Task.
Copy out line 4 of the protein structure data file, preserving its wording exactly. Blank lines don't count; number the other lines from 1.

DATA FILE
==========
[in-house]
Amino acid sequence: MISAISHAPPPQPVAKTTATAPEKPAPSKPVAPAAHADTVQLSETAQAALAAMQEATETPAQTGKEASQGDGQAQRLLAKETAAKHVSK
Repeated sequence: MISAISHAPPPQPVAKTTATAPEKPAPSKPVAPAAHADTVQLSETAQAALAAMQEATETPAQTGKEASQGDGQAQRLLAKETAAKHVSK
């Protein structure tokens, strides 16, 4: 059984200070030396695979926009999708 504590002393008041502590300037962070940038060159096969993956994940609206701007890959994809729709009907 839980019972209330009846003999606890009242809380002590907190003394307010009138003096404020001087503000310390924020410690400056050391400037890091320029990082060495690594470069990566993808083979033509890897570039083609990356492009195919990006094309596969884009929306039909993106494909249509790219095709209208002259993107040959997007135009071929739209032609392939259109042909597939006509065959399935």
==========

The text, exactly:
């Protein structure tokens, strides 16, 4: 059984200070030396695979926009999708 504590002393008041502590300037962070940038060159096969993956994940609206701007890959994809729709009907 839980019972209330009846003999606890009242809380002590907190003394307010009138003096404020001087503000310390924020410690400056050391400037890091320029990082060495690594470069990566993808083979033509890897570039083609990356492009195919990006094309596969884009929306039909993106494909249509790219095709209208002259993107040959997007135009071929739209032609392939259109042909597939006509065959399935």